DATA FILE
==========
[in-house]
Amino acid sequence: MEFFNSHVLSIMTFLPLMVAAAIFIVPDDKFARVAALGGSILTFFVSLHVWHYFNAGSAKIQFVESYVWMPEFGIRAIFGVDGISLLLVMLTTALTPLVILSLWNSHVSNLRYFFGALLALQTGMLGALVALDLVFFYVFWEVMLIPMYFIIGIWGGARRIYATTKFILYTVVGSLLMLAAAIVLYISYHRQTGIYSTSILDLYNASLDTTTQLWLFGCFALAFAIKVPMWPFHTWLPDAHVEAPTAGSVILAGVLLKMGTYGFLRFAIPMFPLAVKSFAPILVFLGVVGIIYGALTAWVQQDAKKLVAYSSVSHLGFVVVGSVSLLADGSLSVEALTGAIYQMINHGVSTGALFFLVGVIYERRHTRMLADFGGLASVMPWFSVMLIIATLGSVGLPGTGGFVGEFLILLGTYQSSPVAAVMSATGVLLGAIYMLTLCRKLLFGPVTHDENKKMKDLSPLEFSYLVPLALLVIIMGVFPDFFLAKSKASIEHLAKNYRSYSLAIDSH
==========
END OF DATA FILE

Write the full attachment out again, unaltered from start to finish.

[in-house]
Amino acid sequence: MEFFNSHVLSIMTFLPLMVAAAIFIVPDDKFARVAALGGSILTFFVSLHVWHYFNAGSAKIQFVESYVWMPEFGIRAIFGVDGISLLLVMLTTALTPLVILSLWNSHVSNLRYFFGALLALQTGMLGALVALDLVFFYVFWEVMLIPMYFIIGIWGGARRIYATTKFILYTVVGSLLMLAAAIVLYISYHRQTGIYSTSILDLYNASLDTTTQLWLFGCFALAFAIKVPMWPFHTWLPDAHVEAPTAGSVILAGVLLKMGTYGFLRFAIPMFPLAVKSFAPILVFLGVVGIIYGALTAWVQQDAKKLVAYSSVSHLGFVVVGSVSLLADGSLSVEALTGAIYQMINHGVSTGALFFLVGVIYERRHTRMLADFGGLASVMPWFSVMLIIATLGSVGLPGTGGFVGEFLILLGTYQSSPVAAVMSATGVLLGAIYMLTLCRKLLFGPVTHDENKKMKDLSPLEFSYLVPLALLVIIMGVFPDFFLAKSKASIEHLAKNYRSYSLAIDSH